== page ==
Sport was one of the ways in which French Algeria tried to mold its own sub-national identity, invariably referred to in the colonial press as 'nord-africain'. This hybrid identity, which encompassed the entire North African population, was closely linked to the colonial project. Sport was also strongly linked to one's own community, be it Muslim, Jewish or French. A few managed to climb the social ladder in this way.

In the mid-1930s, sport increasingly became a breeding ground for indigenous nationalism. While political parties were repeatedly banned and critical Algerian intellectuals were banned or imprisoned, nationalism flourished in (cultural) associational life.

Cycling flowering season

North African cycling flourished between 1945 and 1955. France then invested heavily in its African possessions, economically, politically and culturally. The Algerian Cycling Federation was admitted to the French Federation. Well-known metropolitan factory brands, including Alcyon, La Perle and Terrot, invested in North African plows, races and franchises. Following the Tour de France, a Tour d'Algérie Cycliste was held from 1949 onwards.

In addition, there were criteriums, local cycling rounds, such as those of Oran and Algiers, which attracted the European (sub)top. Participants included French riders André Darrigade, Louison Bobet and Jacques Anquetil, Belgians Hilaire Couvreur and Germain Derijcke, Italian superstar Fausto Coppi and Dutchmen Wim van Est and Wout Wagtmans. This post-war boom led to a mixed North African team, consisting of 'pieds-noirs' (the French) and 'indigènes' (the Algerians), taking part in the Tour de France in 1950-1952. With this, Algerian cycling was knighted.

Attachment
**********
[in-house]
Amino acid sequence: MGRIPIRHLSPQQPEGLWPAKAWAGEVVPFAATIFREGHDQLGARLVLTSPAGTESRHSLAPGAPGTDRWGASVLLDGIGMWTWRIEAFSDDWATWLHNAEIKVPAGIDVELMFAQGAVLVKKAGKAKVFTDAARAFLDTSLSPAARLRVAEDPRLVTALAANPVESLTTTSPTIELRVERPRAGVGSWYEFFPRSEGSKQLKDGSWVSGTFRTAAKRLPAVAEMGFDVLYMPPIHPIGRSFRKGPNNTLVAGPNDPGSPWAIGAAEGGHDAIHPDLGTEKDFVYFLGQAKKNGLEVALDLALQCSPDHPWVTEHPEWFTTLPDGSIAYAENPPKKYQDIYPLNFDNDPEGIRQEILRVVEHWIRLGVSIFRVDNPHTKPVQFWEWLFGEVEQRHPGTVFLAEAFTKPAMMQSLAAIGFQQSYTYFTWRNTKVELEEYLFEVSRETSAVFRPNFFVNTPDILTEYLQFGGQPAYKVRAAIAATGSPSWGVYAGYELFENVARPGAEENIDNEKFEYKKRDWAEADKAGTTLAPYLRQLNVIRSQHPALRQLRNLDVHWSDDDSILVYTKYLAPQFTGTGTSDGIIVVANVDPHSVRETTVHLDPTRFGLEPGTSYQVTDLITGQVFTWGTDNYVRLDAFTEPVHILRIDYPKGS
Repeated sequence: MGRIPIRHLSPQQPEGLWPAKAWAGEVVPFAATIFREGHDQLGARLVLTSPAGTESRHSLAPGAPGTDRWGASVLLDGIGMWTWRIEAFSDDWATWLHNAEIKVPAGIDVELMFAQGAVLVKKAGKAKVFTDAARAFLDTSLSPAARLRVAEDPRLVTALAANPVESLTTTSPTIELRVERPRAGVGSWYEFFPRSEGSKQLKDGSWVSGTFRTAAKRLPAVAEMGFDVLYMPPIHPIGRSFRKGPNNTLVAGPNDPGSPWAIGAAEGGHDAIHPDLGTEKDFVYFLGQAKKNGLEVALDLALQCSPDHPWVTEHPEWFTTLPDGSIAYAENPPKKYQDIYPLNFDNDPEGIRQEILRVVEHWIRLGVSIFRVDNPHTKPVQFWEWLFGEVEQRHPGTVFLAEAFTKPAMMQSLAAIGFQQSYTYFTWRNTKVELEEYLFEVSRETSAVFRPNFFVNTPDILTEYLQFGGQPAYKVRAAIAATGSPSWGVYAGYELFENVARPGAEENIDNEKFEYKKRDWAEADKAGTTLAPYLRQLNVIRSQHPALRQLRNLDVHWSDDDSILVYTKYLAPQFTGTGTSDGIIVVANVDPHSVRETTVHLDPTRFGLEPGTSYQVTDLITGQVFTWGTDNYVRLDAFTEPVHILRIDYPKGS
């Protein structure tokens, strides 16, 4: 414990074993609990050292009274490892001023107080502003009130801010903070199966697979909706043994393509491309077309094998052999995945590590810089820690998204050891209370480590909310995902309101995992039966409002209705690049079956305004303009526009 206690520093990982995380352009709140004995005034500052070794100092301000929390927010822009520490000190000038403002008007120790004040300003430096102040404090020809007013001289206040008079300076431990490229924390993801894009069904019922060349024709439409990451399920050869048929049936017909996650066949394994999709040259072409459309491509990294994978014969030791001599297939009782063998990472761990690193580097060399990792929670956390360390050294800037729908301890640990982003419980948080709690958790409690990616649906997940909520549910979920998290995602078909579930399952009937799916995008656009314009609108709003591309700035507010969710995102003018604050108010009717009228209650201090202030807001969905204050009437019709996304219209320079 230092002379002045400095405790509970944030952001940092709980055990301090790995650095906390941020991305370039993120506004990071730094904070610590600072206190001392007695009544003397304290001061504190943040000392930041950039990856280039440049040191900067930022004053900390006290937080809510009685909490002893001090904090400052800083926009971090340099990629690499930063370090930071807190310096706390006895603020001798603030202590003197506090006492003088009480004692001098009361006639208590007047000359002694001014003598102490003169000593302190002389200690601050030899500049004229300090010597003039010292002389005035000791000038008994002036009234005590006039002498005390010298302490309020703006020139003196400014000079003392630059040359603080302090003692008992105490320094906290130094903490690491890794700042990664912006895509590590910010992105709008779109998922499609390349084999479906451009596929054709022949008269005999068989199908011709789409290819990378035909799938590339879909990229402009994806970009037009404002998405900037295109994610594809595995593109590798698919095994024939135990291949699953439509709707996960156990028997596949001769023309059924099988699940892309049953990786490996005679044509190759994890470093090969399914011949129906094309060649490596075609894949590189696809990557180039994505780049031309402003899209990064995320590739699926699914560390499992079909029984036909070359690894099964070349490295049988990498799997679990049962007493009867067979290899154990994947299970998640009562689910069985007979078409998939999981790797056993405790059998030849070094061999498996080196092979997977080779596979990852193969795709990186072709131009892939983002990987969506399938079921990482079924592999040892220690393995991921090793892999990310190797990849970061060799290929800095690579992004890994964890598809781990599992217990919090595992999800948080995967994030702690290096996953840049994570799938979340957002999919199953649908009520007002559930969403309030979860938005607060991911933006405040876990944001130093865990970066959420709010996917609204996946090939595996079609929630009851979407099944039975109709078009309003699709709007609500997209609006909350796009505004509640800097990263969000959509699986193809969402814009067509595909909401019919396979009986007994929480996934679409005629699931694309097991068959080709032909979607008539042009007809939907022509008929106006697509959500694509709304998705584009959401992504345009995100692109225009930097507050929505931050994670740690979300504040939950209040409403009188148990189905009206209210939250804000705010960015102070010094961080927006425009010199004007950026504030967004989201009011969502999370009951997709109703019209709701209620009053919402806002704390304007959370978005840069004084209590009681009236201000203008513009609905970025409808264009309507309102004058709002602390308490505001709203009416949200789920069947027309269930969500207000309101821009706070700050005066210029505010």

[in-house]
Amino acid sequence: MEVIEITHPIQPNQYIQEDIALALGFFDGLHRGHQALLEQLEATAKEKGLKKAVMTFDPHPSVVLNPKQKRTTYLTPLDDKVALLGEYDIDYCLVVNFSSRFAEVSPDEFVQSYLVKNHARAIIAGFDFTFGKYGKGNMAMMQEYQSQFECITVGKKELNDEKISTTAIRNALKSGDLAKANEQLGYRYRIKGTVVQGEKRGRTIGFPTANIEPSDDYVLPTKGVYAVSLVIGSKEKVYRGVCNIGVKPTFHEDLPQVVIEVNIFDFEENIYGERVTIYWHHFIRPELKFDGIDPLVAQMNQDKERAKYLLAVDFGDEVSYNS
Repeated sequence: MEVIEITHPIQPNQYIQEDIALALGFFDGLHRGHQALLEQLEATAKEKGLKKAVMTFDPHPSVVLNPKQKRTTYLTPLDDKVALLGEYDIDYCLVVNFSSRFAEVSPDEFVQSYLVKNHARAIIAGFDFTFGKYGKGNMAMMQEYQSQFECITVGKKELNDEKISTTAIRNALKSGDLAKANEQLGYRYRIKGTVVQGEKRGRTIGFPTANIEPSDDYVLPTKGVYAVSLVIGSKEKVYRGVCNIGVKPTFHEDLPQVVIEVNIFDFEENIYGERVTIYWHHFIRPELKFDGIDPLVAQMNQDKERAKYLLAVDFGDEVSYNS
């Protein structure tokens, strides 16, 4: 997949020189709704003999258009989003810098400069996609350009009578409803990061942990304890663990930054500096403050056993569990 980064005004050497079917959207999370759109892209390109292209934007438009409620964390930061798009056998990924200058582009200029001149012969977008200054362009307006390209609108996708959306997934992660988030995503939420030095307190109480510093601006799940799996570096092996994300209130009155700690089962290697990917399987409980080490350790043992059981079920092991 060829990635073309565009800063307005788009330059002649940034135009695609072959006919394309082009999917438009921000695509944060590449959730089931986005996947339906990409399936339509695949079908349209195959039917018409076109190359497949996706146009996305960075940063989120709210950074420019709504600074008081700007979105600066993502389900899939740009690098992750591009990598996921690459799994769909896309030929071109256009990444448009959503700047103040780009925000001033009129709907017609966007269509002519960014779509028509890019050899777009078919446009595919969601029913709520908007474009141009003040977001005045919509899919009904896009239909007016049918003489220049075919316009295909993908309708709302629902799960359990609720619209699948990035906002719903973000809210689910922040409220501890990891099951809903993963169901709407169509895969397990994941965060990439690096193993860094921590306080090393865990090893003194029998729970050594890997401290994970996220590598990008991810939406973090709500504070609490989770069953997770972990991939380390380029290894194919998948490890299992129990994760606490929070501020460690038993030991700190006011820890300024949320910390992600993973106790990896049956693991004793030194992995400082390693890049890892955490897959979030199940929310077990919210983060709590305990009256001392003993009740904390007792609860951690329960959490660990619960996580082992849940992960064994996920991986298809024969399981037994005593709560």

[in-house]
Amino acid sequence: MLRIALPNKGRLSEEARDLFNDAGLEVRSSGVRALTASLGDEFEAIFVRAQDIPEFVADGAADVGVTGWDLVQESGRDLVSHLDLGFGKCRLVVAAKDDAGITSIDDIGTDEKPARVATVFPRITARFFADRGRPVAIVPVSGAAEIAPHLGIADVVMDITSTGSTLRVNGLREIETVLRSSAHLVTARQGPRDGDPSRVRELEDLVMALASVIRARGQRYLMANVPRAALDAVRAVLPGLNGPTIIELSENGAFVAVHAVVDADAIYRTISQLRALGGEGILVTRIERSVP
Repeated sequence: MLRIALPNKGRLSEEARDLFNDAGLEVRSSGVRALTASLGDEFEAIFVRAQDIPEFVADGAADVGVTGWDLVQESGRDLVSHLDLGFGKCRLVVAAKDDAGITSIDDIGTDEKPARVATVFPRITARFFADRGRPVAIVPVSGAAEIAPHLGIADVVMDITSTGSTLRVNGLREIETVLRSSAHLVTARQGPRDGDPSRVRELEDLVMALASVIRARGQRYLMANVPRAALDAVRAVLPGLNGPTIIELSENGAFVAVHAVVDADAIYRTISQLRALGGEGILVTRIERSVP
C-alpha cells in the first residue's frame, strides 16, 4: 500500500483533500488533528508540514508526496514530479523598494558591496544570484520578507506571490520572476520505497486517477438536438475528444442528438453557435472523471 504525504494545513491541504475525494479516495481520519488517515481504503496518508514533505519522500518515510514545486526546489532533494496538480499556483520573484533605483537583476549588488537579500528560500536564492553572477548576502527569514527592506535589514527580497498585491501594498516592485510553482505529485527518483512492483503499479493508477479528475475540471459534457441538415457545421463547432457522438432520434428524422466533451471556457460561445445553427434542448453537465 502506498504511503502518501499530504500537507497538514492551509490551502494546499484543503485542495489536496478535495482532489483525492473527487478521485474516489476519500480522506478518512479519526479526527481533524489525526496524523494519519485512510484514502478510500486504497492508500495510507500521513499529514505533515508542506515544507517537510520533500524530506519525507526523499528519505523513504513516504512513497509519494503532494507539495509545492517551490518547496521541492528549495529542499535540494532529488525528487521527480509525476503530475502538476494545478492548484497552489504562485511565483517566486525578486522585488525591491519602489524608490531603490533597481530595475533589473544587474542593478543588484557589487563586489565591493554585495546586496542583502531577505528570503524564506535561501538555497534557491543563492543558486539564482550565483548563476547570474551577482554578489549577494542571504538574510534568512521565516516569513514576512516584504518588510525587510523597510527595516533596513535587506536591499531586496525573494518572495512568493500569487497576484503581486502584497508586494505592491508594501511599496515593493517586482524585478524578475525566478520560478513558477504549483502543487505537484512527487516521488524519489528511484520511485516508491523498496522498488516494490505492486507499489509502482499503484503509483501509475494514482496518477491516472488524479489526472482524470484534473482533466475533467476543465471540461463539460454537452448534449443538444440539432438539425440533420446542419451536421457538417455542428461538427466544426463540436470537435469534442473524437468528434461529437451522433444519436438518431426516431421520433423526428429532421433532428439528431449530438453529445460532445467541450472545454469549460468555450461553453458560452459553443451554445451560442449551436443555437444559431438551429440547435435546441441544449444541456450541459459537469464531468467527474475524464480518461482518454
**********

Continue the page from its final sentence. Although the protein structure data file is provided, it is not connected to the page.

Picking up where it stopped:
Hotbed of nationalism

That the colonial 'sujet' (the native cyclist) derived its legitimacy and self-esteem from a colonial 'objet' (the Tour de France) is paradoxical and also has something ironic. Most of the indigenous sports clubs, including the Véloclub Musulman, were hotbeds of nationalism. On cultural evenings patriotic chants were sung, incendiary speeches made and money raised for nationalist parties.

On the track or on the road, this sentiment translated into sporting rivalry with a nationalistic edge:by winning races, native drivers showed that the 'indigène' was not a second-class citizen and not inferior to the 'roumi', as the French occupier was called ( the term is derived from the word Roman).

This nationalistic sentiment in cycling had a political and cultural-symbolic significance. In addition, cyclism exerted an appeal because of the camaraderie, the sporting rivalry and the opportunity to make a (social) career in this way.